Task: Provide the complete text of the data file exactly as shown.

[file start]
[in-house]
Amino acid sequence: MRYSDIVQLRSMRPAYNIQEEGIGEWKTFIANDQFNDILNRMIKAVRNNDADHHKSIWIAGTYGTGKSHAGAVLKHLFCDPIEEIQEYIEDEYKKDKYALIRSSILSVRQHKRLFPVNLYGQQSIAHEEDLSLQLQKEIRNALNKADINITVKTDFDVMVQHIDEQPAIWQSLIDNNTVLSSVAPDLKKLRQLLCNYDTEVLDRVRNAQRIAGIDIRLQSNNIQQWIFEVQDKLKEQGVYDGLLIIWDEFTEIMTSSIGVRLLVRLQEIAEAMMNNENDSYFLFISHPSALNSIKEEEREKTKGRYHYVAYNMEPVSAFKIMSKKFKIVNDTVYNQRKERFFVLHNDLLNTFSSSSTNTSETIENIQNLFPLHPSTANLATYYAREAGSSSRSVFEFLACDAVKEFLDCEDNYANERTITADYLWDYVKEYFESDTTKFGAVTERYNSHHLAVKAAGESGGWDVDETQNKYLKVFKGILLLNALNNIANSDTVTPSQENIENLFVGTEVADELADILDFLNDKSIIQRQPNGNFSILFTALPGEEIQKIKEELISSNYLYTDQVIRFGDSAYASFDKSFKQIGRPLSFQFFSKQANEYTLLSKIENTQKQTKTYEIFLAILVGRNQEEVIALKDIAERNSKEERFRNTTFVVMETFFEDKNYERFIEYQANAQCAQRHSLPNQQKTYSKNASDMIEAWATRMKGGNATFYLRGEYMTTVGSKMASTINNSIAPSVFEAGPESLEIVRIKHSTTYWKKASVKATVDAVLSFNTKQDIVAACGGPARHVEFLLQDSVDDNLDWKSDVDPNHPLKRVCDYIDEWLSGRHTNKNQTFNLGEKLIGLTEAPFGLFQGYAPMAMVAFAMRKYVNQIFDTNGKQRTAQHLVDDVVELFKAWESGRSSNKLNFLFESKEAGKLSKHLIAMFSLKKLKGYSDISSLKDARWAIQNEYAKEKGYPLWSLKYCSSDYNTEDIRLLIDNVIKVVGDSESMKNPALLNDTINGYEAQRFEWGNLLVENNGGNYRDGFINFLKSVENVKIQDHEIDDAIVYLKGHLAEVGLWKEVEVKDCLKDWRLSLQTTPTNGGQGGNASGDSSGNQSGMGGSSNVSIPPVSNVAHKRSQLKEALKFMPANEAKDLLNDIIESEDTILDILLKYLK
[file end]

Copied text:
[in-house]
Amino acid sequence: MRYSDIVQLRSMRPAYNIQEEGIGEWKTFIANDQFNDILNRMIKAVRNNDADHHKSIWIAGTYGTGKSHAGAVLKHLFCDPIEEIQEYIEDEYKKDKYALIRSSILSVRQHKRLFPVNLYGQQSIAHEEDLSLQLQKEIRNALNKADINITVKTDFDVMVQHIDEQPAIWQSLIDNNTVLSSVAPDLKKLRQLLCNYDTEVLDRVRNAQRIAGIDIRLQSNNIQQWIFEVQDKLKEQGVYDGLLIIWDEFTEIMTSSIGVRLLVRLQEIAEAMMNNENDSYFLFISHPSALNSIKEEEREKTKGRYHYVAYNMEPVSAFKIMSKKFKIVNDTVYNQRKERFFVLHNDLLNTFSSSSTNTSETIENIQNLFPLHPSTANLATYYAREAGSSSRSVFEFLACDAVKEFLDCEDNYANERTITADYLWDYVKEYFESDTTKFGAVTERYNSHHLAVKAAGESGGWDVDETQNKYLKVFKGILLLNALNNIANSDTVTPSQENIENLFVGTEVADELADILDFLNDKSIIQRQPNGNFSILFTALPGEEIQKIKEELISSNYLYTDQVIRFGDSAYASFDKSFKQIGRPLSFQFFSKQANEYTLLSKIENTQKQTKTYEIFLAILVGRNQEEVIALKDIAERNSKEERFRNTTFVVMETFFEDKNYERFIEYQANAQCAQRHSLPNQQKTYSKNASDMIEAWATRMKGGNATFYLRGEYMTTVGSKMASTINNSIAPSVFEAGPESLEIVRIKHSTTYWKKASVKATVDAVLSFNTKQDIVAACGGPARHVEFLLQDSVDDNLDWKSDVDPNHPLKRVCDYIDEWLSGRHTNKNQTFNLGEKLIGLTEAPFGLFQGYAPMAMVAFAMRKYVNQIFDTNGKQRTAQHLVDDVVELFKAWESGRSSNKLNFLFESKEAGKLSKHLIAMFSLKKLKGYSDISSLKDARWAIQNEYAKEKGYPLWSLKYCSSDYNTEDIRLLIDNVIKVVGDSESMKNPALLNDTINGYEAQRFEWGNLLVENNGGNYRDGFINFLKSVENVKIQDHEIDDAIVYLKGHLAEVGLWKEVEVKDCLKDWRLSLQTTPTNGGQGGNASGDSSGNQSGMGGSSNVSIPPVSNVAHKRSQLKEALKFMPANEAKDLLNDIIESEDTILDILLKYLK